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CV-19 Employers Update

By 19th March 2020

The Covid-19 crisis continues to grow and with it a huge amount of uncertainty. We offer some advice for employers regarding self-isolation as of today but this may change and we will keep you updated.

Certain people need to self-isolate now, regardless of their travel history. All individuals who do self-isolate as a direct result of government guidance should be paid statutory sick pay (SSP) during their isolation provided they meet other qualifying criteria in place at that time. Currently, this is £94.25 and is set to increase to £95.85 from 6 April 2020.

The government continues to stress that, for many, coronavirus will be a mild infection and that most individuals should be fine to work through the illness from home. It also instructs that a cough may hang around for days or even weeks after a period of isolation if this was one of the symptoms that were present during their illness, but is unlikely to be contagious past seven days from the onset of their symptoms.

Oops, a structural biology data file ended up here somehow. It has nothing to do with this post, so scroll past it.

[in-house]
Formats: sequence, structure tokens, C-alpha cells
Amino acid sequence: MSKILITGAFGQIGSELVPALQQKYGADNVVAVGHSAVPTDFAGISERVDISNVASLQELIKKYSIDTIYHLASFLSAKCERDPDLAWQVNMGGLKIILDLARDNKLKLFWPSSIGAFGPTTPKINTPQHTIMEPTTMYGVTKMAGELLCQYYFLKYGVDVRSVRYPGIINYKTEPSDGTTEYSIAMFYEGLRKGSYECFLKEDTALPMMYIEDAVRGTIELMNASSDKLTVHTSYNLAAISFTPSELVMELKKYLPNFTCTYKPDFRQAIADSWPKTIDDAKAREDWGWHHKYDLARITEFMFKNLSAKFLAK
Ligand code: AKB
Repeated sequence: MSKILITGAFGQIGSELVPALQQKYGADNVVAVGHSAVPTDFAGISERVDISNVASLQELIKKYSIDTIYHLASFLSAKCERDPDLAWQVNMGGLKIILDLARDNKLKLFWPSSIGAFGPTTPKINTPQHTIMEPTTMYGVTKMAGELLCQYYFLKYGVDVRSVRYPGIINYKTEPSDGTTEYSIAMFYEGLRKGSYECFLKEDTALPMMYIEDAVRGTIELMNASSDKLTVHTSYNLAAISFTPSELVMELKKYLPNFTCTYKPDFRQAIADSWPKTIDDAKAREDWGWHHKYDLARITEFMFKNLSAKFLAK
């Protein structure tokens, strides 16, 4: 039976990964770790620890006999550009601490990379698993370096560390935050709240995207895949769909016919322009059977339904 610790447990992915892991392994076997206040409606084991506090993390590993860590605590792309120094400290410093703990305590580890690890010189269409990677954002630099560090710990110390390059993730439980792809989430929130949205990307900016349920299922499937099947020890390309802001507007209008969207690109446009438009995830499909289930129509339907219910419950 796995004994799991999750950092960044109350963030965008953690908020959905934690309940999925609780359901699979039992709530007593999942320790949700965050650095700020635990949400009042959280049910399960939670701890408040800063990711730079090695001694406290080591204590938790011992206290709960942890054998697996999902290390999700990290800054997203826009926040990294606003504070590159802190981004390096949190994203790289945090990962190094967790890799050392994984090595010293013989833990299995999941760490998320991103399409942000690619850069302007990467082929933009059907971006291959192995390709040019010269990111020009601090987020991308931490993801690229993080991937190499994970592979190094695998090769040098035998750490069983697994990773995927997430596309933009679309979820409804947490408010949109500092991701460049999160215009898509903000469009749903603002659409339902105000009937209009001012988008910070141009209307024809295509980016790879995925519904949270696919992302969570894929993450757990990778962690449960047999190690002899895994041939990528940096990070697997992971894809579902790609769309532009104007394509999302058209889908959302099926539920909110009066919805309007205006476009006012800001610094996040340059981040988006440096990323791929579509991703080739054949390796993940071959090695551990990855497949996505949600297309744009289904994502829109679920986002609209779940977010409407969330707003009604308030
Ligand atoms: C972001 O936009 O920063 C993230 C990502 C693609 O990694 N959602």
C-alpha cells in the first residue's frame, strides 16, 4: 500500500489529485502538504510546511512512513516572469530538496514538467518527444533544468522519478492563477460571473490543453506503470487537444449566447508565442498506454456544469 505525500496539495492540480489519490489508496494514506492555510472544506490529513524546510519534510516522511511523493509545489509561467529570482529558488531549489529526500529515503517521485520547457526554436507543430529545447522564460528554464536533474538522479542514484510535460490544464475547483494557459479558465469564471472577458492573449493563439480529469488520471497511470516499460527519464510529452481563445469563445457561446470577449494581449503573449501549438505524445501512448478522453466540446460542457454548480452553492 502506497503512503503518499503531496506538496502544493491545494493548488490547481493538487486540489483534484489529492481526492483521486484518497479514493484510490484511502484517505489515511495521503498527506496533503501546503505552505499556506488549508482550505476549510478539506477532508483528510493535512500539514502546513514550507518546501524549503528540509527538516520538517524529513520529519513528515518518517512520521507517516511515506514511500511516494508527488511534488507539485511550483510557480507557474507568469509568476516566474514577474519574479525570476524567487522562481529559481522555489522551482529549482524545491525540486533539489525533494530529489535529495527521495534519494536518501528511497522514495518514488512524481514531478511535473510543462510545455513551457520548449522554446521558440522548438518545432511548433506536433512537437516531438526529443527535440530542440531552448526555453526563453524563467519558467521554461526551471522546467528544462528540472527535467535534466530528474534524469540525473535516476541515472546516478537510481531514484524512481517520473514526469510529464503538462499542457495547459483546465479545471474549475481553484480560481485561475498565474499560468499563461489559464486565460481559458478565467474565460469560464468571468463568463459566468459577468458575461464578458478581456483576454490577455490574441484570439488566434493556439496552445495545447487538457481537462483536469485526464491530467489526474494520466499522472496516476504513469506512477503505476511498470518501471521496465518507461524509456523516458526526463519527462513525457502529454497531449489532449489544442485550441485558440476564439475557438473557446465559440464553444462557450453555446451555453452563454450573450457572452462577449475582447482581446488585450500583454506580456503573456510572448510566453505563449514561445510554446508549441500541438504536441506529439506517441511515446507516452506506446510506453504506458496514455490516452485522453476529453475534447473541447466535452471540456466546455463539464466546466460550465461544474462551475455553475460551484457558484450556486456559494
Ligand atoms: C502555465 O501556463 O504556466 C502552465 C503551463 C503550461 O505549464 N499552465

This announcement comes as part of the UK’s four-point plan to tackle the coronavirus outbreak, which has moved from the initial ‘containment’ phase to the ‘delay’ phase. Over the coming weeks, it is likely that further measures will be put into place that employers should be aware of that may impact their business. We’ve already been notified of school closures which may well mean staff needing time off to look after children.

As a result of this latest development, employers will likely see a significant number of individuals now needing to self-isolate and it is highly advisable that they prepare for this. Some employees may feel well enough to continue working despite showing symptoms of the flu; for example, a cough does not necessarily mean that they have the coronavirus.

Therefore, if an employee does need to self-isolate, employers may wish to consider asking the individual to work from home if possible on a short-term arrangement until their period of isolation has passed, if they feel well enough to do so. The government advises that, where possible, employees should be allowed to work from home anyway in order to minimise the risk of them coming into contact with the virus and spreading it.

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